Objective: To determine whether American ginseng (Panax Quinquefolium) confers antioxidant protection to postmenopausal women at rest and after a mild aerobic exercise session. Methods: In this double-blinded parallel study, 12 female subjects (age range 55–75) consumed two capsules, containing 500 mg of dry American ginseng whole-root powder, everyday for 4 months, whereas 13 female control subjects of the same age range consumed two placebo capsules. Before and after the supplementation regimen each subject performed 30 minutes of treadmill walking on a 5% grade incline at an estimated 60% of VO2max. Results: Ginseng supplementation had no effect on heart rate, blood pressure, plasma blood glucose, or lactate concentration at rest or immediately after exercise tests. The ginseng supplemented group displayed a higher resting plasma glutathione disulfide (GSSG) concentration and lower glutathione (GSH):GSSG ratio, as well as a lower resting total antioxidant content (TAC). Plasma GSSG concentration decreased, whereas the GSH:GSSG ratio and TAC increased after exercise in all subjects. Furthermore, plasma malondialdehyde and urine 8-hydroxydeoxyguanosine concentrations were elevated in the ginseng-supplemented group. Erythrocyte superoxide dismutase and GSH reductase activities were increased after ginseng supplementation. The 30-minute treadmill walking, however, did not alter these changes. Conclusions: These data suggest that chronic American ginseng supplementation at the given dose can cause an oxidative stress in postmenopausal women, as reflected by the elevated oxidative damage markers and the increased erythrocyte antioxidant enzyme activity.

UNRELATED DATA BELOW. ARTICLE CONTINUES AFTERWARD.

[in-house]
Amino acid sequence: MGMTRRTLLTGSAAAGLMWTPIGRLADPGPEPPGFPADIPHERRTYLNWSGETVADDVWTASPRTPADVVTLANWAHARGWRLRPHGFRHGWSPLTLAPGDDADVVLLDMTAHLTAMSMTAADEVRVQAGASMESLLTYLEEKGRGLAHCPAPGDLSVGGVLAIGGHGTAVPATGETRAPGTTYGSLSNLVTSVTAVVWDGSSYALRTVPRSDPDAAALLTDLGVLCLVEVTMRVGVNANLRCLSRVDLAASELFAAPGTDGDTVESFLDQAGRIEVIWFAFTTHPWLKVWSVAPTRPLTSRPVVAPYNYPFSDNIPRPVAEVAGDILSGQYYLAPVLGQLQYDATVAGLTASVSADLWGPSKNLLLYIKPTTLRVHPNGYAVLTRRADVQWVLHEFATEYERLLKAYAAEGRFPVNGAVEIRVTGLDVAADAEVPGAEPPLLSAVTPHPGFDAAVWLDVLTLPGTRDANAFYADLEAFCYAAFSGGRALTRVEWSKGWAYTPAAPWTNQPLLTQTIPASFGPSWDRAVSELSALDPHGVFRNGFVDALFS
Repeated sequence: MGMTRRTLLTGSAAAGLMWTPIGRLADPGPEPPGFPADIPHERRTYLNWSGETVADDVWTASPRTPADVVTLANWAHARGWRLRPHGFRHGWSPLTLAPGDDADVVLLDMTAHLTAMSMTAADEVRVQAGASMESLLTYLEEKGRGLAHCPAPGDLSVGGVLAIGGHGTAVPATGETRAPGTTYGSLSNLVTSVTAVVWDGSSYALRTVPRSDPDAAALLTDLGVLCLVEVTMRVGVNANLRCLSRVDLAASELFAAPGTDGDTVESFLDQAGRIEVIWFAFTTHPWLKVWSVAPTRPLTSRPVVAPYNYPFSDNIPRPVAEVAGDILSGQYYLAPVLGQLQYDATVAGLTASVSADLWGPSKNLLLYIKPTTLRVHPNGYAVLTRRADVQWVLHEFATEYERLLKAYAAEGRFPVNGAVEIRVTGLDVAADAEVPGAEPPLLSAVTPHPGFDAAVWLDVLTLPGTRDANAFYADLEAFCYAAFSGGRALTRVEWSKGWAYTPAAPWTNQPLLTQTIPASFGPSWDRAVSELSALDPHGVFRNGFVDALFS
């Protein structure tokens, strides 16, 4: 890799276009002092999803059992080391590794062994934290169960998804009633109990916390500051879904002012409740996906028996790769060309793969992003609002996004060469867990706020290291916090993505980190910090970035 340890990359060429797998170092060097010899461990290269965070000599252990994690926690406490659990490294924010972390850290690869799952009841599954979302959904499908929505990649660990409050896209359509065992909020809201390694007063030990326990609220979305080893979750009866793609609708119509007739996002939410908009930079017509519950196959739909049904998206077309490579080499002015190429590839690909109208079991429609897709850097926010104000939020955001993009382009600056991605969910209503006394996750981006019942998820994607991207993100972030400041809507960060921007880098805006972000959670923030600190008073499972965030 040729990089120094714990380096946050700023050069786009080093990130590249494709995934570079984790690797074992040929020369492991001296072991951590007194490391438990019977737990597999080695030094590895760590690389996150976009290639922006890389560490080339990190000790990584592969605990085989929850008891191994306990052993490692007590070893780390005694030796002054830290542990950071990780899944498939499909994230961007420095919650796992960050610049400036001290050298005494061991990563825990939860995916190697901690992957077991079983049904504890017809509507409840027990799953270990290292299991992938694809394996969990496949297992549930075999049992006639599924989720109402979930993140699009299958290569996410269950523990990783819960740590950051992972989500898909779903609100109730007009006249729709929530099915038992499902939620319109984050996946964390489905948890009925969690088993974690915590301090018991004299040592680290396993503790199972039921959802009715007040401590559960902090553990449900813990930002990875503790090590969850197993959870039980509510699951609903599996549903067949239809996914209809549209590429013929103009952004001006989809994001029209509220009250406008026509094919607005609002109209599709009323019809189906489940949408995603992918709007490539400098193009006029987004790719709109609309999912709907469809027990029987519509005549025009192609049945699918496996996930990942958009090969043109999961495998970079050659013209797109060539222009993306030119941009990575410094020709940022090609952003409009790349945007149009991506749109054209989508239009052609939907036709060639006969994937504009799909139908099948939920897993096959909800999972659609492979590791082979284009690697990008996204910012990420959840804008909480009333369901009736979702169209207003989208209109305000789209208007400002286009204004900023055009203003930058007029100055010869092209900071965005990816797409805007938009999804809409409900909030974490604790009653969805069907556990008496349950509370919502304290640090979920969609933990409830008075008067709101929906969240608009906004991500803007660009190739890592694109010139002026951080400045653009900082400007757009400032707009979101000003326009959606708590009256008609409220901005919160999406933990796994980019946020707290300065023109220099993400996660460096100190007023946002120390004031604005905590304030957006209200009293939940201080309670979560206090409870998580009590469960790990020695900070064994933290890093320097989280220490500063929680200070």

- Oxidative stress
- Postmenopausal women